An arch is a natural formation where a rock arch forms, with a natural passageway through underneath. The opening must measure at least three feet to be cataloged as an arch. Arches National Park contains the world’s largest concentration of natural sandstone arches, with more than 2,000 of these, ranging from three feet to 306 feet.
In addition to the arches, the park also contains colossal sandstone fins, massive balanced rocks, towering spires, and abstract pinnacles and pedestals. It is virtually a wonderland of stone, all beautifully cinnamon tinted.
A little farther down the road is Courthouse Towers, with Tower of Babel, Sheep Rock and the Three Gossips. As we gazed at Courthouse Towers, we realized there were people on the top, and with the aid of binoculars, were able to watch them rappel down the sheer side.
And then there are the arches that give the park it’s name. Several of the arches have been labeled. We climbed to the North Window in the Windows Section.
as is the formation, Parade of Elephants.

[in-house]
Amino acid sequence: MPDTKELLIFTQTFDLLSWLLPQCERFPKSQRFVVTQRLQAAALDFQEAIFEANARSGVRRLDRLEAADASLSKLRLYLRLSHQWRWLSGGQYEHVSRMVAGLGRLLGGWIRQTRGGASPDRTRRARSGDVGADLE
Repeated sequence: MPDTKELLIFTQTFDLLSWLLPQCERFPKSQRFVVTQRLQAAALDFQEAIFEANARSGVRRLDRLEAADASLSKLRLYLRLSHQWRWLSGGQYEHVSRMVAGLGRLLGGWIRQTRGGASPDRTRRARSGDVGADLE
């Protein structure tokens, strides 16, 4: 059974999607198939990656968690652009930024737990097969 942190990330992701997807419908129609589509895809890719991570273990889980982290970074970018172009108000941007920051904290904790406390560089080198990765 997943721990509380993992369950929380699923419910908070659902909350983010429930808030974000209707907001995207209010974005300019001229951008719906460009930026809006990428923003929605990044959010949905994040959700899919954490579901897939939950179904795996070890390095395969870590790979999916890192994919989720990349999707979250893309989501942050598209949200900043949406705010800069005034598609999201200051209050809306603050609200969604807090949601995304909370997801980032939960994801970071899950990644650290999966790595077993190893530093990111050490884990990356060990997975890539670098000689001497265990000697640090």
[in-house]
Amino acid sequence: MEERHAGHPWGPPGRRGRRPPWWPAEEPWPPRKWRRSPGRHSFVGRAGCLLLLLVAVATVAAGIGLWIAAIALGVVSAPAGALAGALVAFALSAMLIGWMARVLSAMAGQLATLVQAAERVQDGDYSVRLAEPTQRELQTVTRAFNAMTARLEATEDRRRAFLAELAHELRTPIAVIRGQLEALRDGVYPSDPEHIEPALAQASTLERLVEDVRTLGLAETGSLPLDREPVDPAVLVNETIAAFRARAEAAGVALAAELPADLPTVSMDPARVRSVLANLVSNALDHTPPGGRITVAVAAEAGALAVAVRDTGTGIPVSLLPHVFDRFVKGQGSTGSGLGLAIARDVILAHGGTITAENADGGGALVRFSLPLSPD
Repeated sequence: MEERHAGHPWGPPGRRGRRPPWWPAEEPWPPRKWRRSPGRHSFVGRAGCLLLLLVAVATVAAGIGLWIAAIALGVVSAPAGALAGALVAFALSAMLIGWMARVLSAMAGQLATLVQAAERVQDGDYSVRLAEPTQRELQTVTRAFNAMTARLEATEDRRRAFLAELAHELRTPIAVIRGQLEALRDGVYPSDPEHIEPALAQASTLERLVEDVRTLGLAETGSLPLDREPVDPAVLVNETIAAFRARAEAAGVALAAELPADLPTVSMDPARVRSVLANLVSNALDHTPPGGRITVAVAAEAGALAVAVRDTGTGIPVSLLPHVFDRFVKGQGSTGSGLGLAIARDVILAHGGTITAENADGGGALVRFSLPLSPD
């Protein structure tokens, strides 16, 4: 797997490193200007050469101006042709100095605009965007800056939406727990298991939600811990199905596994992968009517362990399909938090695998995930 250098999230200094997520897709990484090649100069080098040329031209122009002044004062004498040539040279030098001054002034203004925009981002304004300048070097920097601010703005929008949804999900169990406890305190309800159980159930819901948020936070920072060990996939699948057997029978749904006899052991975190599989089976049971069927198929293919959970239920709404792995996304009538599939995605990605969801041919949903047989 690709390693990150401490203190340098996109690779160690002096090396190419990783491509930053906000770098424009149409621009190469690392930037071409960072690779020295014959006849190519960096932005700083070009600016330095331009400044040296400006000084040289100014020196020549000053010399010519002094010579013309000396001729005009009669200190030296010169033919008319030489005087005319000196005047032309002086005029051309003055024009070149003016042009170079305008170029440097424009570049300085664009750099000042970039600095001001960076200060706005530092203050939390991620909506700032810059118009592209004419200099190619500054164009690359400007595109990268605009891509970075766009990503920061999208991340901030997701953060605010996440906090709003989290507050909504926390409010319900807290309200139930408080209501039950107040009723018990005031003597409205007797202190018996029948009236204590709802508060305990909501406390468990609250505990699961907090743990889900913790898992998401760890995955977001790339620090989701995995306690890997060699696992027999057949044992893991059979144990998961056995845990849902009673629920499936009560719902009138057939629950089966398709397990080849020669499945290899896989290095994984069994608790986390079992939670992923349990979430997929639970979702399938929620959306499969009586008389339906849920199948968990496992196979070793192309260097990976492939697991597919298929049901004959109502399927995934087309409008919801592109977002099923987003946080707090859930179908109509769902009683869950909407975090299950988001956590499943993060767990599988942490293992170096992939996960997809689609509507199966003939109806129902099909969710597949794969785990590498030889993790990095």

Perhaps the world’s most famous arch is Delicate Arch. Delicate Arch has become a Utah icon, and has been featured for years on the Utah License Plate and once adorned a Postage Stamp. In 2002 the Olympic Torch relay passed through the arch.
Delicate Arch can be seen from several different viewpoints. To actually get to the arch requires a 3 mile strenuous hike. As we had hiked quite a bit before getting to that area, we decided we were getting too fatigued to make a hike of that length, so we chose the half mile hike to a viewpoint across a ravine from the arch. It was rather warm, and as we made the half mile hike, we were glad we had chosen it rather than the 3 mile. The view of the arch was great.
Hoyt and Bernice used the opportunity to rest before starting down.
We were amazed at how much time we had spent along the 18 mile scenic drive through the park. There were many arches we never got to see, but that gives us a reason to return.